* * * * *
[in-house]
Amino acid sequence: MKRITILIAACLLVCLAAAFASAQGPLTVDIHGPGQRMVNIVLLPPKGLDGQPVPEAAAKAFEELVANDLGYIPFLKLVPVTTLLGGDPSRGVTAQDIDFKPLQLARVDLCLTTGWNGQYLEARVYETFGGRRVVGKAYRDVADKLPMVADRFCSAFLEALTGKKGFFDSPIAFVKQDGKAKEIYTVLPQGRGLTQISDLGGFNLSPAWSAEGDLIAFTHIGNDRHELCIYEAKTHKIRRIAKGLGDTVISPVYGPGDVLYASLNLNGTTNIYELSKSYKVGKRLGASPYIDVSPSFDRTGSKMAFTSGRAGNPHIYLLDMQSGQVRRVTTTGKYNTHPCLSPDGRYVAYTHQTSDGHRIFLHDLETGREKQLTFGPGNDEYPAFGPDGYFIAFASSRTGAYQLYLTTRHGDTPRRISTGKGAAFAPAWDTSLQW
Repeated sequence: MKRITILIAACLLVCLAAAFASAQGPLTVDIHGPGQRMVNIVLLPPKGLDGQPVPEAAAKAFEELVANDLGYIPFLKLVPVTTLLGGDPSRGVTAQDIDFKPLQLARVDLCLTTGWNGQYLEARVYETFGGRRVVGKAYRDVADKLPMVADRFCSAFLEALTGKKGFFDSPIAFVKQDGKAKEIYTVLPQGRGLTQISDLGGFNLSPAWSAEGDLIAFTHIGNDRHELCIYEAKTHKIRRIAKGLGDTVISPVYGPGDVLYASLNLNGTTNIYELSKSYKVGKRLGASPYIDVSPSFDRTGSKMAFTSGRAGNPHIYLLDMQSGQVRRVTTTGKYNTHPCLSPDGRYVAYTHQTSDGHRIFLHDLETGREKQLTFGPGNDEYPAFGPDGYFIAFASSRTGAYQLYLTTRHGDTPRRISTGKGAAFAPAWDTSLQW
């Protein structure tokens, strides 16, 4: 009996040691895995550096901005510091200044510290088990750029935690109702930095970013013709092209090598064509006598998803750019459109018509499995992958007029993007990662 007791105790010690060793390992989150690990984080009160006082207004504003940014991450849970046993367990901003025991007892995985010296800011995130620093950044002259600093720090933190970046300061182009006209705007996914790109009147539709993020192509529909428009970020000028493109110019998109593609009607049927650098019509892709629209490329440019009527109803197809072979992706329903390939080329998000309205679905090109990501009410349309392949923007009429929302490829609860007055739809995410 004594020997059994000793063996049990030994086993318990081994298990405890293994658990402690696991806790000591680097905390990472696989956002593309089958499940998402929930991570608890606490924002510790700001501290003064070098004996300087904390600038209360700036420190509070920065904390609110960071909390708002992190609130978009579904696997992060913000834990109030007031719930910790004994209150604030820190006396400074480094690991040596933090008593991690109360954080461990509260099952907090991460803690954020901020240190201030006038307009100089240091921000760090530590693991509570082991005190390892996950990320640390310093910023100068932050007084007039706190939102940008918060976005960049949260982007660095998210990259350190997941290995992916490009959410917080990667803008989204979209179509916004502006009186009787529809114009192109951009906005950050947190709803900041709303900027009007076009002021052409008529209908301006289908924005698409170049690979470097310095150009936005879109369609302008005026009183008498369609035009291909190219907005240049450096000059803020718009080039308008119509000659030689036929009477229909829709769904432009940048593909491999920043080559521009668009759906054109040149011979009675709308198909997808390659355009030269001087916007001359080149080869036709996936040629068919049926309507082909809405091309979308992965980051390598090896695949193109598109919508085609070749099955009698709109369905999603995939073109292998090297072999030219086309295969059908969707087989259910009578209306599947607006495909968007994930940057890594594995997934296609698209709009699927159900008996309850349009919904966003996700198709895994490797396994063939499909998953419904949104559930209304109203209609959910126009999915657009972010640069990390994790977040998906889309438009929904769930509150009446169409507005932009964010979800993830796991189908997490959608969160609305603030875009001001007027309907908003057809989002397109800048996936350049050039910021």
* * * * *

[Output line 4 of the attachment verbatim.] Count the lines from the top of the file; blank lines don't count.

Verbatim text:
């Protein structure tokens, strides 16, 4: 009996040691895995550096901005510091200044510290088990750029935690109702930095970013013709092209090598064509006598998803750019459109018509499995992958007029993007990662 007791105790010690060793390992989150690990984080009160006082207004504003940014991450849970046993367990901003025991007892995985010296800011995130620093950044002259600093720090933190970046300061182009006209705007996914790109009147539709993020192509529909428009970020000028493109110019998109593609009607049927650098019509892709629209490329440019009527109803197809072979992706329903390939080329998000309205679905090109990501009410349309392949923007009429929302490829609860007055739809995410 004594020997059994000793063996049990030994086993318990081994298990405890293994658990402690696991806790000591680097905390990472696989956002593309089958499940998402929930991570608890606490924002510790700001501290003064070098004996300087904390600038209360700036420190509070920065904390609110960071909390708002992190609130978009579904696997992060913000834990109030007031719930910790004994209150604030820190006396400074480094690991040596933090008593991690109360954080461990509260099952907090991460803690954020901020240190201030006038307009100089240091921000760090530590693991509570082991005190390892996950990320640390310093910023100068932050007084007039706190939102940008918060976005960049949260982007660095998210990259350190997941290995992916490009959410917080990667803008989204979209179509916004502006009186009787529809114009192109951009906005950050947190709803900041709303900027009007076009002021052409008529209908301006289908924005698409170049690979470097310095150009936005879109369609302008005026009183008498369609035009291909190219907005240049450096000059803020718009080039308008119509000659030689036929009477229909829709769904432009940048593909491999920043080559521009668009759906054109040149011979009675709308198909997808390659355009030269001087916007001359080149080869036709996936040629068919049926309507082909809405091309979308992965980051390598090896695949193109598109919508085609070749099955009698709109369905999603995939073109292998090297072999030219086309295969059908969707087989259910009578209306599947607006495909968007994930940057890594594995997934296609698209709009699927159900008996309850349009919904966003996700198709895994490797396994063939499909998953419904949104559930209304109203209609959910126009999915657009972010640069990390994790977040998906889309438009929904769930509150009446169409507005932009964010979800993830796991189908997490959608969160609305603030875009001001007027309907908003057809989002397109800048996936350049050039910021």